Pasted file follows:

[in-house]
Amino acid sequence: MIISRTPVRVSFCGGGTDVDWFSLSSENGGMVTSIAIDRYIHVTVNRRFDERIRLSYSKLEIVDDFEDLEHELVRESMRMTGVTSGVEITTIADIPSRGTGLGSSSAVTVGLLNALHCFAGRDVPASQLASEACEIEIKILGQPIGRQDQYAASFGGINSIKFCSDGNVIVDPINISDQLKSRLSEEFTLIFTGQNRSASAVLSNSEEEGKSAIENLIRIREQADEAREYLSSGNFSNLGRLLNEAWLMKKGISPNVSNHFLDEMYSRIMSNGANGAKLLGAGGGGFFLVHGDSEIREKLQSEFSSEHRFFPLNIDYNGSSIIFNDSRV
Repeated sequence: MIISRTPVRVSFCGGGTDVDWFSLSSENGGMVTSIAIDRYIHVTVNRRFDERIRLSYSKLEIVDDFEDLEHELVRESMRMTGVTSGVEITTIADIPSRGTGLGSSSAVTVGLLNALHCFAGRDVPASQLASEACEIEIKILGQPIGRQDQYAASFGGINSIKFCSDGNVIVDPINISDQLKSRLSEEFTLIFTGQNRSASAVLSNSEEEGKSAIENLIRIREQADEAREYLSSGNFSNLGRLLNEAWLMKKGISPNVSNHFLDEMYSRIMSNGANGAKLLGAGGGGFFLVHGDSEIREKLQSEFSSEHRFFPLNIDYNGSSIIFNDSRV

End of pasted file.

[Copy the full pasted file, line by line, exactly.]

[in-house]
Amino acid sequence: MIISRTPVRVSFCGGGTDVDWFSLSSENGGMVTSIAIDRYIHVTVNRRFDERIRLSYSKLEIVDDFEDLEHELVRESMRMTGVTSGVEITTIADIPSRGTGLGSSSAVTVGLLNALHCFAGRDVPASQLASEACEIEIKILGQPIGRQDQYAASFGGINSIKFCSDGNVIVDPINISDQLKSRLSEEFTLIFTGQNRSASAVLSNSEEEGKSAIENLIRIREQADEAREYLSSGNFSNLGRLLNEAWLMKKGISPNVSNHFLDEMYSRIMSNGANGAKLLGAGGGGFFLVHGDSEIREKLQSEFSSEHRFFPLNIDYNGSSIIFNDSRV
Repeated sequence: MIISRTPVRVSFCGGGTDVDWFSLSSENGGMVTSIAIDRYIHVTVNRRFDERIRLSYSKLEIVDDFEDLEHELVRESMRMTGVTSGVEITTIADIPSRGTGLGSSSAVTVGLLNALHCFAGRDVPASQLASEACEIEIKILGQPIGRQDQYAASFGGINSIKFCSDGNVIVDPINISDQLKSRLSEEFTLIFTGQNRSASAVLSNSEEEGKSAIENLIRIREQADEAREYLSSGNFSNLGRLLNEAWLMKKGISPNVSNHFLDEMYSRIMSNGANGAKLLGAGGGGFFLVHGDSEIREKLQSEFSSEHRFFPLNIDYNGSSIIFNDSRV